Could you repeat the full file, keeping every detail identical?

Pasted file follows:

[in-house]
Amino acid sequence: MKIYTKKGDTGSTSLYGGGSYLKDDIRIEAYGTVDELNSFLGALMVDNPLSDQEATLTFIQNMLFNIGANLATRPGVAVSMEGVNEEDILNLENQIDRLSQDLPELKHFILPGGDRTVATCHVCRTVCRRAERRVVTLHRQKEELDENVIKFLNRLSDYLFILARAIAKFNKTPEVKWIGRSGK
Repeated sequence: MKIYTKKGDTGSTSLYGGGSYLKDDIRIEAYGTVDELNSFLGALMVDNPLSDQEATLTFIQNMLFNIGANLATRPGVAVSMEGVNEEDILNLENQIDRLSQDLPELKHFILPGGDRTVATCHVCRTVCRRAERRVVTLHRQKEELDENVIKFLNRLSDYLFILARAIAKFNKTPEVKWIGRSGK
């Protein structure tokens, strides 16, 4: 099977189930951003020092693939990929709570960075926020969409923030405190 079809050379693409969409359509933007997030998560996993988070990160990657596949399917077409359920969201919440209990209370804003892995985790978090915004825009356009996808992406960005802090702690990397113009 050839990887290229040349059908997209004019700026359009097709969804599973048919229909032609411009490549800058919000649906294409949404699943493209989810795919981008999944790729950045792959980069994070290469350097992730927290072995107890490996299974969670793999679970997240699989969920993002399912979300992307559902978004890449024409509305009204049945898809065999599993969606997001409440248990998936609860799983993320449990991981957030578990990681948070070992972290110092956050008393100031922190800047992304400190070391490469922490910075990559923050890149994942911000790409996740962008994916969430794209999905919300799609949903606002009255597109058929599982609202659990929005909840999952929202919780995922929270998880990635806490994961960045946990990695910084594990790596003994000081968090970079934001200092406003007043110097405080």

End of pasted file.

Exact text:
[in-house]
Amino acid sequence: MKIYTKKGDTGSTSLYGGGSYLKDDIRIEAYGTVDELNSFLGALMVDNPLSDQEATLTFIQNMLFNIGANLATRPGVAVSMEGVNEEDILNLENQIDRLSQDLPELKHFILPGGDRTVATCHVCRTVCRRAERRVVTLHRQKEELDENVIKFLNRLSDYLFILARAIAKFNKTPEVKWIGRSGK
Repeated sequence: MKIYTKKGDTGSTSLYGGGSYLKDDIRIEAYGTVDELNSFLGALMVDNPLSDQEATLTFIQNMLFNIGANLATRPGVAVSMEGVNEEDILNLENQIDRLSQDLPELKHFILPGGDRTVATCHVCRTVCRRAERRVVTLHRQKEELDENVIKFLNRLSDYLFILARAIAKFNKTPEVKWIGRSGK
């Protein structure tokens, strides 16, 4: 099977189930951003020092693939990929709570960075926020969409923030405190 079809050379693409969409359509933007997030998560996993988070990160990657596949399917077409359920969201919440209990209370804003892995985790978090915004825009356009996808992406960005802090702690990397113009 050839990887290229040349059908997209004019700026359009097709969804599973048919229909032609411009490549800058919000649906294409949404699943493209989810795919981008999944790729950045792959980069994070290469350097992730927290072995107890490996299974969670793999679970997240699989969920993002399912979300992307559902978004890449024409509305009204049945898809065999599993969606997001409440248990998936609860799983993320449990991981957030578990990681948070070992972290110092956050008393100031922190800047992304400190070391490469922490910075990559923050890149994942911000790409996740962008994916969430794209999905919300799609949903606002009255597109058929599982609202659990929005909840999952929202919780995922929270998880990635806490994961960045946990990695910084594990790596003994000081968090970079934001200092406003007043110097405080």